This is a delicious book–it has it all: intrigue, deception, treachery, violence, wars, and oh yes, a little sex. It takes place in England in the 1600’s, but covers several generations of characters. It’s totally unlike Ken’s usual spy novels, but don’t worry, this is not a failed experiment that he took in trying to cover a different genre. He excels at it, and I got my wish after I finished it–he wrote a sequel. Worlds Without End is just as good, so I recommend both of them.
GTD (Getting Things Done) is a methodology on tracking and accomplishing tasks, both at home, and at the office. It was invented by David Allen, who wrote a book about it, and has created a worldwide following. You can find hundreds of articles about GTD on the internet. Implementing the scheme is the trick.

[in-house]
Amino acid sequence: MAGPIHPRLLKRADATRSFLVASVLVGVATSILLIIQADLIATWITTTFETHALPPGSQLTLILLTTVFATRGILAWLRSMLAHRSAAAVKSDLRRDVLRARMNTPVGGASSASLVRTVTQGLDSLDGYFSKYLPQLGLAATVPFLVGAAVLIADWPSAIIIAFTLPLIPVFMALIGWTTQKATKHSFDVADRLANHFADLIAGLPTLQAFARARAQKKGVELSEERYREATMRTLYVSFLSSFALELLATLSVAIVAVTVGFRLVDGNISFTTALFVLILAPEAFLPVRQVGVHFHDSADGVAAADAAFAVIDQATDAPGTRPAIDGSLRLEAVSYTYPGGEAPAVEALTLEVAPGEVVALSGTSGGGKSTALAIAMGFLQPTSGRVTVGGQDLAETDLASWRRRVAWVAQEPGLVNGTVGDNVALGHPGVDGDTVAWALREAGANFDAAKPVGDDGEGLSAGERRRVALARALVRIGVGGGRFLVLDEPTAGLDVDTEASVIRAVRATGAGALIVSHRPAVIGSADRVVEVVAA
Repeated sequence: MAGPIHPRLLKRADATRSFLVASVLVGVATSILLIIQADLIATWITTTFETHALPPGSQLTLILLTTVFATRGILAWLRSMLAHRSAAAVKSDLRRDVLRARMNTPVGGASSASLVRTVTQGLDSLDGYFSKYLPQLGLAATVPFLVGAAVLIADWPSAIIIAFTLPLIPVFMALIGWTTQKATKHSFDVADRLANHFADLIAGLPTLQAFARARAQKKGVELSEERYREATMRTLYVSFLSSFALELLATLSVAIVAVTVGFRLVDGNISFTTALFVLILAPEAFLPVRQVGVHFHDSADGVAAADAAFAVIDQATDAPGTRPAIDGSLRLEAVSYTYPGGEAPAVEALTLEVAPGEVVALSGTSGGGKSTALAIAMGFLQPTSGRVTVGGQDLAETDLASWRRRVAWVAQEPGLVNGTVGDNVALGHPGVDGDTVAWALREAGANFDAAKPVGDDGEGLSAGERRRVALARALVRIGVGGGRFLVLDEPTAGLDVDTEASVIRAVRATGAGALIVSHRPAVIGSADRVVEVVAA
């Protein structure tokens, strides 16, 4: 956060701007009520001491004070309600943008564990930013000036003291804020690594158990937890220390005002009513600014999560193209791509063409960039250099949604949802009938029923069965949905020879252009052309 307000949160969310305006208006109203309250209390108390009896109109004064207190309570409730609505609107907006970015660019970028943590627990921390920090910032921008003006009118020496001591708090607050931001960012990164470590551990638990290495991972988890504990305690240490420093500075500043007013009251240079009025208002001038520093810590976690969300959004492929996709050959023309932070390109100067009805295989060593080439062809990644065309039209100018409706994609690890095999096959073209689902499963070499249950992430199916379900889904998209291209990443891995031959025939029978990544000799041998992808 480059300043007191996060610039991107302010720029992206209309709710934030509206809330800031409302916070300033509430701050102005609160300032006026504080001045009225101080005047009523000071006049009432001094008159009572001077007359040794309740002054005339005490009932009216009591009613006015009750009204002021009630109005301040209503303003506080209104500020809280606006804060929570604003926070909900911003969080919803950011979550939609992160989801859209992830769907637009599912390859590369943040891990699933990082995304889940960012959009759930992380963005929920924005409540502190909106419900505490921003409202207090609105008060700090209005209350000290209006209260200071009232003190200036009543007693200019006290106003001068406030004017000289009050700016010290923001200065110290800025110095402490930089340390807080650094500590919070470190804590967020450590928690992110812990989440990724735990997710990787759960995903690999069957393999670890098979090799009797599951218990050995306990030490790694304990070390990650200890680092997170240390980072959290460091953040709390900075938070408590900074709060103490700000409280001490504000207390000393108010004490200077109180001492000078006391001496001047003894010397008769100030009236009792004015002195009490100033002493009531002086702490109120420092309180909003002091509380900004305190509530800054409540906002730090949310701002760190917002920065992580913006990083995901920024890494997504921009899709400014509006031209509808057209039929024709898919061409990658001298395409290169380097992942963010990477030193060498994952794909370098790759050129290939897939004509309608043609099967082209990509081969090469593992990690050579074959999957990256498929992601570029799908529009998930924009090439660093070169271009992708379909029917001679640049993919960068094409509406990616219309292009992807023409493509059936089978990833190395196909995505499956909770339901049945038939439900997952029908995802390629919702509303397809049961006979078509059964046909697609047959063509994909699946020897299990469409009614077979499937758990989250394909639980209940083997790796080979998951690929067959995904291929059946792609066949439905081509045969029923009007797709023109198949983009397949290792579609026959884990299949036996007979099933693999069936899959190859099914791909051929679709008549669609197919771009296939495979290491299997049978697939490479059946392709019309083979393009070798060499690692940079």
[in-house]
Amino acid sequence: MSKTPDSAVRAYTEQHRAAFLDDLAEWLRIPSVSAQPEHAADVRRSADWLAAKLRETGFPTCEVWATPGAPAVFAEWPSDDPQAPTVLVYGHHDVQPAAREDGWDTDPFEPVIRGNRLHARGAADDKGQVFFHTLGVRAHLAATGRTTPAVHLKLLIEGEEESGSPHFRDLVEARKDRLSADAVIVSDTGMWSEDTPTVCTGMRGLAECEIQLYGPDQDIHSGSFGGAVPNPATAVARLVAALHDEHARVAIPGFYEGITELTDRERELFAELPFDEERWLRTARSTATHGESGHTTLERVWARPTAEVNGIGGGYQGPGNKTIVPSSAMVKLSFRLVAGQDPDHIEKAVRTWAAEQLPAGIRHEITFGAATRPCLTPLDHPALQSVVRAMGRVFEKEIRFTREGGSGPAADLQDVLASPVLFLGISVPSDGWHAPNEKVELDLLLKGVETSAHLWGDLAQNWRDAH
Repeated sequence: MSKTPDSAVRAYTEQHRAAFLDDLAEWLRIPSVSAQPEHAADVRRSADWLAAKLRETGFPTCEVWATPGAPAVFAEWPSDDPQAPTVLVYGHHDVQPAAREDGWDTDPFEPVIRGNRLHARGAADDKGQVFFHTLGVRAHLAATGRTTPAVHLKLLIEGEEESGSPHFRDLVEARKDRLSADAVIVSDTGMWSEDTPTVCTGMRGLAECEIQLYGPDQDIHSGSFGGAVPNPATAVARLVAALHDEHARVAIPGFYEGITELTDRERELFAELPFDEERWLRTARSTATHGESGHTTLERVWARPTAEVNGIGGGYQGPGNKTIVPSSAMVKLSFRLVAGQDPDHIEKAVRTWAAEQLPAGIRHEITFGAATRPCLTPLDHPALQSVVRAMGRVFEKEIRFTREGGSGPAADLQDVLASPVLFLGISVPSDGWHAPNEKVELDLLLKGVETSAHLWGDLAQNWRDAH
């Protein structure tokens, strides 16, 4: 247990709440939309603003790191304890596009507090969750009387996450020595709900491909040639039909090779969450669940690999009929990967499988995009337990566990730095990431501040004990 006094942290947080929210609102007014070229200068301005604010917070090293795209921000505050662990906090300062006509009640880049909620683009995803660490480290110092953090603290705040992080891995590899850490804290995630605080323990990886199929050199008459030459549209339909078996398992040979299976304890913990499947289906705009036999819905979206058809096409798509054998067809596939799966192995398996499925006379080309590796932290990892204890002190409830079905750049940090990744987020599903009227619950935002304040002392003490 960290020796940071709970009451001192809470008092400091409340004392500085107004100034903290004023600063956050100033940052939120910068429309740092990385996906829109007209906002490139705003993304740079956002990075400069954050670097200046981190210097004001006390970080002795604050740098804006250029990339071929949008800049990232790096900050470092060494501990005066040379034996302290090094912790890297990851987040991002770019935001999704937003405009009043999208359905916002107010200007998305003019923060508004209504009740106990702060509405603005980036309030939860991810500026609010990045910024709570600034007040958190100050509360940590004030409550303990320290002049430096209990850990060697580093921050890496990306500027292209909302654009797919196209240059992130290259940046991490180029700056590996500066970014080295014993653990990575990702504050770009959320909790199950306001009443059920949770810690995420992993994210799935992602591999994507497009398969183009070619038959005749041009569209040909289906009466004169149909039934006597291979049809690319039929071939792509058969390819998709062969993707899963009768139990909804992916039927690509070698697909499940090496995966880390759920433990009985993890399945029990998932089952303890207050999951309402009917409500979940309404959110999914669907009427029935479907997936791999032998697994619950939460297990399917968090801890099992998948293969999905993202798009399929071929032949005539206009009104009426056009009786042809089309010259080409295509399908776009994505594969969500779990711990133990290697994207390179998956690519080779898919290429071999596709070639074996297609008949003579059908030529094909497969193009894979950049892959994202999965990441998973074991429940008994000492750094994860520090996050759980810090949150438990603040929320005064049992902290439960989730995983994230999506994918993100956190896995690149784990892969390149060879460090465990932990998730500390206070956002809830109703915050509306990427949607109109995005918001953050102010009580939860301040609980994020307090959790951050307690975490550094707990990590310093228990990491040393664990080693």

I found out about this event through Twitter–I saw a tweet that announced the STS-127 crew was going to meet with the first 190 people that registered at a link they showed. I did, and I was accepted.
So, Cindy Bowers and I headed to downtown DC this last Thursday to NASA headquarters for the tweetup. It turns out that the previous mission had been the debut of an astronaut tweeting from space. Astro-Mike is actually Mike Massimino, and has helped pioneer NASA’s efforts to connect with more of the public through social media like Twitter.